Elisha (אֱלִישָׁע, ʼElišaʻ, ʼĔlîšāʻ, “My God is salvation“, Ἐλισ[σ]αῖος,Elis[s]aîos or Ἐλισαιέ,Elisaié) was, according to the Hebrew Bible, a prophet and a wonder-worker. Also mentioned in the New Testament and the Quran, Elisha is venerated as a prophet in Judaism, Christianity, and Islam. Amongst new religious movements, Bahá’í writings refer to him by name. His name is commonly transliterated into English as Elisha via Hebrew, Eliseus via Greek and Latin, or Alyasa via Arabic, and Elyesa via Turkish. He is said to have been a disciple and protégé of Elijah, and after Elijah was taken up in a chariot of fire, accepted as the leader of the sons of the prophets.
We have collected some of the best prayers of Elisha to use in request to God. May these prayers for safety bring you comfort and peace of mind. May these prayers for strength encourage your spirit and strengthen your faith.
Elijah’s Prayer for the Widow’s Son 1 Kings 17:20-22
20 Then he cried out to the Lord, “Lord my God, have you brought tragedy even on this widow I am staying with, by causing her son to die?”
21 Then he stretched himself out on the boy three times and cried out to the Lord, “Lord my God, let this boy’s life return to him!”
22 The Lord heard Elijah’s cry, and the boy’s life returned to him, and he lived.
Elijah’s Prayer at Mt. Carmel 1 Kings 18:36-39
36 At the time of sacrifice, the prophet Elijah stepped forward and prayed: “Lord, the God of Abraham, Isaac and Israel, let it be known today that you are God in Israel and that I am your servant and have done all these things at your command. 37 Answer me, Lord, answer me, so these people will know that you, Lord, are God, and that you are turning their hearts back again.”
38 Then the fire of the Lord fell and burned up the sacrifice, the wood, the stones and the soil, and also licked up the water in the trench.
39 When all the people saw this, they fell prostrate and cried, “The Lord—he is God! The Lord—he is God!”
Elisha’s Prayer 2 Kings 6:15-18
Elisha Intervenes for his Servant
Fear gripped Elisha’s servant when he saw the huge army that was confronting them. He cried out to Elisha. Elisha then made a puzzling statement revealing to his servant that there were more with them than with the enemy. Elisha prayed, asking God to open his servant’s eyes so he could see what was not visible to the human eye. It may be possible that there are invisible forces around today that we cannot see.
15 When the servant of the man of God got up and went out early the next morning, an army with horses and chariots had surrounded the city. “Oh no, my lord! What shall we do?” the servant asked.
16 “Don’t be afraid,” the prophet answered. “Those who are with us are more than those who are with them.”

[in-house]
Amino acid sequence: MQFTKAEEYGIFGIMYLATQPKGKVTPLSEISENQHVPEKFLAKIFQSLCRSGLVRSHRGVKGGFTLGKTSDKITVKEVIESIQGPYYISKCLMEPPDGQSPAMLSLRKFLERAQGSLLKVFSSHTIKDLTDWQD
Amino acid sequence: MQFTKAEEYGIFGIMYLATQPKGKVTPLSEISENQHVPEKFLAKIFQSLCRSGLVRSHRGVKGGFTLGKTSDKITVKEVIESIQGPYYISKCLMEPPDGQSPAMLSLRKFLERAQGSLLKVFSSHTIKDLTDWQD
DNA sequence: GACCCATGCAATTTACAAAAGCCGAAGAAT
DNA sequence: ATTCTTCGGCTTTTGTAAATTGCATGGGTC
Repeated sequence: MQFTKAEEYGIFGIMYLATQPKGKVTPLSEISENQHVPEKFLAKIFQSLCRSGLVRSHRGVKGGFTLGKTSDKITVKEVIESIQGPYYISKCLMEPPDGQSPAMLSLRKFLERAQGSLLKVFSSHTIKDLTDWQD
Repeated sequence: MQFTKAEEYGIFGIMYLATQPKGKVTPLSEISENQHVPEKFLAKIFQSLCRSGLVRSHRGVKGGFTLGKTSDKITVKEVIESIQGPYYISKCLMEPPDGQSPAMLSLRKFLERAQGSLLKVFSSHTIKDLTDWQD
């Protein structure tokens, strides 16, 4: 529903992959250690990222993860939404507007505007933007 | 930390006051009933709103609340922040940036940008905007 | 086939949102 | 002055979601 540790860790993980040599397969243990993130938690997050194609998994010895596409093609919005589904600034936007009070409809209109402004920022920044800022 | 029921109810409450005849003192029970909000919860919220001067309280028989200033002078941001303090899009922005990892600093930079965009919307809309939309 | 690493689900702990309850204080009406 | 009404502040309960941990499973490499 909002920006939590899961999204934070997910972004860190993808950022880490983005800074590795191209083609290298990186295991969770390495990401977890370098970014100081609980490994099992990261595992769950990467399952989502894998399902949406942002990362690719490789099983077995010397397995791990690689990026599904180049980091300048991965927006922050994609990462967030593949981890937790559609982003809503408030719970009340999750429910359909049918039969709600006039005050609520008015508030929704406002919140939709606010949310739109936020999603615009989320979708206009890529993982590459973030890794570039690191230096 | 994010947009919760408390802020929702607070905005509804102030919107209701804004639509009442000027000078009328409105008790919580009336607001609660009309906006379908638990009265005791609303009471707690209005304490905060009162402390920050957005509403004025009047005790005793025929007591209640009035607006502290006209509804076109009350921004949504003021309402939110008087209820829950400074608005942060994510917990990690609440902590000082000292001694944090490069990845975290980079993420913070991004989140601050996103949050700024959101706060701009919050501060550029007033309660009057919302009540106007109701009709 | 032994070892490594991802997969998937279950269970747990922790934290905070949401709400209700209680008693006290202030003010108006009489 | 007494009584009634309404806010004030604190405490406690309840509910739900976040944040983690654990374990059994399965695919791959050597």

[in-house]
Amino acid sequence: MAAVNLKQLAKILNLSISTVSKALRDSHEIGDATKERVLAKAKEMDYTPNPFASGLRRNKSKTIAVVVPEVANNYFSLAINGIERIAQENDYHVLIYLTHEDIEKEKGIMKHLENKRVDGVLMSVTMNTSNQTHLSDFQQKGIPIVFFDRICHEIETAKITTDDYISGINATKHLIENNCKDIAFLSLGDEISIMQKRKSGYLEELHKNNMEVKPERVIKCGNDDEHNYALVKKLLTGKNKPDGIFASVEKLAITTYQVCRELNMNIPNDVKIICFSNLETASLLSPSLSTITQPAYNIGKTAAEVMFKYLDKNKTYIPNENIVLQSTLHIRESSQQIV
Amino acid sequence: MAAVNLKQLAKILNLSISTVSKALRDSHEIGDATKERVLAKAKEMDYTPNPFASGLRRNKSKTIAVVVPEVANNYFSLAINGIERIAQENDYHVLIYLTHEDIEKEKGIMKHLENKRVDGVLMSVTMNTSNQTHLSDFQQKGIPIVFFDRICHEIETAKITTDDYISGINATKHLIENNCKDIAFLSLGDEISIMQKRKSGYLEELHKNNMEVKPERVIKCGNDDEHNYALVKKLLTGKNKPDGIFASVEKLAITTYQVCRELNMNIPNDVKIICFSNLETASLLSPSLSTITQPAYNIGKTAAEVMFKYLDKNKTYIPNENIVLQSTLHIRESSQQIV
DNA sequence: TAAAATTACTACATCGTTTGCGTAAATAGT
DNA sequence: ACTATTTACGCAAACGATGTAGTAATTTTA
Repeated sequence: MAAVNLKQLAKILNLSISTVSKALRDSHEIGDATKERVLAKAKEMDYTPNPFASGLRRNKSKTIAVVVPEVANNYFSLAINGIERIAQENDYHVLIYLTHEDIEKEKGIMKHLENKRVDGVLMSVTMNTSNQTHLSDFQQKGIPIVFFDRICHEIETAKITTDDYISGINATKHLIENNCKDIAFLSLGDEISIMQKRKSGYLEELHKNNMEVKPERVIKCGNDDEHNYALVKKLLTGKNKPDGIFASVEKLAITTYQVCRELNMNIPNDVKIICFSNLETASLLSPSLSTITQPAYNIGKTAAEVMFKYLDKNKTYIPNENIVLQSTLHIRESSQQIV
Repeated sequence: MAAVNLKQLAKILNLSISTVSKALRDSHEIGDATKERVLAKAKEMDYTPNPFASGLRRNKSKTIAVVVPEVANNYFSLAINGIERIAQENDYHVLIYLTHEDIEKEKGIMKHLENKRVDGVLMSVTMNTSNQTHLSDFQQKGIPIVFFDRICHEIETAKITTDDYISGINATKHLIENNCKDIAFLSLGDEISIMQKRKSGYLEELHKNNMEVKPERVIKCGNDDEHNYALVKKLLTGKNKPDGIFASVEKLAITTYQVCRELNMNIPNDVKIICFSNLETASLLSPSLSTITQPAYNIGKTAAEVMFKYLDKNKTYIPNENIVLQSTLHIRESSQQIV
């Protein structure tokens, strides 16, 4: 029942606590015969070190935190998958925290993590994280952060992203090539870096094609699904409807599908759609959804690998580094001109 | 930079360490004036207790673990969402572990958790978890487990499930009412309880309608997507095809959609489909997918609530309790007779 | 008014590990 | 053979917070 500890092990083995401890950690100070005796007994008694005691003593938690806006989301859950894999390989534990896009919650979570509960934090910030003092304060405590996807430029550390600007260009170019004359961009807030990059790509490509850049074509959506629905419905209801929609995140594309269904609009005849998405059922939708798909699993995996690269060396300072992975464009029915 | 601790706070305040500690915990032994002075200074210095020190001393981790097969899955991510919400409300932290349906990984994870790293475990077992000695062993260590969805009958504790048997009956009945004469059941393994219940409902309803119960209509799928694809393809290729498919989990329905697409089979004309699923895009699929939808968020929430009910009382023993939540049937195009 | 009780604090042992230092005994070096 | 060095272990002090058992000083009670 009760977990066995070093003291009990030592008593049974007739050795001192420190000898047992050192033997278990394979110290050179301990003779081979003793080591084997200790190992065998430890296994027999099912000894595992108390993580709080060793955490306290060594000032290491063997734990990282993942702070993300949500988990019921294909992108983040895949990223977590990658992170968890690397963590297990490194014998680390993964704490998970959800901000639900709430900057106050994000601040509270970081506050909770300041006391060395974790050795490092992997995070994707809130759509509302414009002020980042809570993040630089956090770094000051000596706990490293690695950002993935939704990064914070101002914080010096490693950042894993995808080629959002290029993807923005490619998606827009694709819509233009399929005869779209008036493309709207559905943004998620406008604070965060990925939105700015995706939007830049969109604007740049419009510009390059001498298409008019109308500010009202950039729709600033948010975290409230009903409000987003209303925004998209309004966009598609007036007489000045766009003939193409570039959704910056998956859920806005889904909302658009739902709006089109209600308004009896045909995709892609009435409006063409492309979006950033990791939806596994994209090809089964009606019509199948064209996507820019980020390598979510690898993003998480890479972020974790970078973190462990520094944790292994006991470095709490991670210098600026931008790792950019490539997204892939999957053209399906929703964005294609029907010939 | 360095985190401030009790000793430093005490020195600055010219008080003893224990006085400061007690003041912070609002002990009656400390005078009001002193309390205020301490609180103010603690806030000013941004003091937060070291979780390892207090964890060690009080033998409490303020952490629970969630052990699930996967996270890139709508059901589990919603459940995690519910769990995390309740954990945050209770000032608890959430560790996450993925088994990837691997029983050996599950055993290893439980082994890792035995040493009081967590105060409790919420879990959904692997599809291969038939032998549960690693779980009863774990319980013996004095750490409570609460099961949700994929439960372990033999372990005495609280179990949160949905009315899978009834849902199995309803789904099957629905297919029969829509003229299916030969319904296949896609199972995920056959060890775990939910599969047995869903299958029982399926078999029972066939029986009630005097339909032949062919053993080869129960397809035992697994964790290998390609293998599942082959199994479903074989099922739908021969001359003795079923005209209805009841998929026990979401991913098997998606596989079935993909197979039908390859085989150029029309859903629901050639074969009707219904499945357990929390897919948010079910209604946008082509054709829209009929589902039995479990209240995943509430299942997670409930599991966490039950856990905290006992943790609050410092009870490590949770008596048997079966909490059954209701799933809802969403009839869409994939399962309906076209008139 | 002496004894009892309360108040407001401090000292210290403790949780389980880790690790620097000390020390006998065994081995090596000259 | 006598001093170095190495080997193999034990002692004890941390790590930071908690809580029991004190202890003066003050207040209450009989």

17 And Elisha prayed, “Open his eyes, Lord, so that he may see.” Then the Lord opened the servant’s eyes, and he looked and saw the hills full of horses and chariots of fire all around Elisha.
18 As the enemy came down toward him, Elisha prayed to the Lord, “Strike this army with blindness.” So he struck them with blindness, as Elisha had asked.
Elisha’s Intervention for the Shunammite
As described in the account of Elijah and the widow women a similar and equally unusual account of a child being brought back to life is written concerning Elisha the prophet and a Shunammite lady he had befriended. Elisha, as did Elijah, stretched himself over the child two different times. The first time he did this the child became warm. After that Elisha got up and walked around the house and then went back and stretched himself over the child again. It was then, after the boy had sneezed seven times, that he opened his eyes. A person has to ask themself, “Was there some significance in the fact that the child sneezed seven times?”
Elijah prayed three times before the child came back to life and Elisha prayed two times before the child came back to life. Both men taught us persistence in prayer.
“And when Elisha was come into the house, behold, the child was dead, and laid upon his bed. He went in therefore, and shut the door upon them twain, and prayed unto the LORD. And he went up, and lay upon the child, and put his mouth upon his mouth, and his eyes upon his eyes and his hands upon his hands: and he stretched himself upon the child; and the flesh of the child waxed warm. Then he returned, and walked in the house to and fro; and went up, and stretched himself upon him: and the child sneezed seven times, and the child opened his eyes. And he called Gehazi, and said, Call this Shunammite. So he called her. And when she was come in unto him, he said, Take up thy son. Then she went in, and fell at his feet, and bowed herself to the ground, and took up her son, and went out.” (II Kings 4:32-37)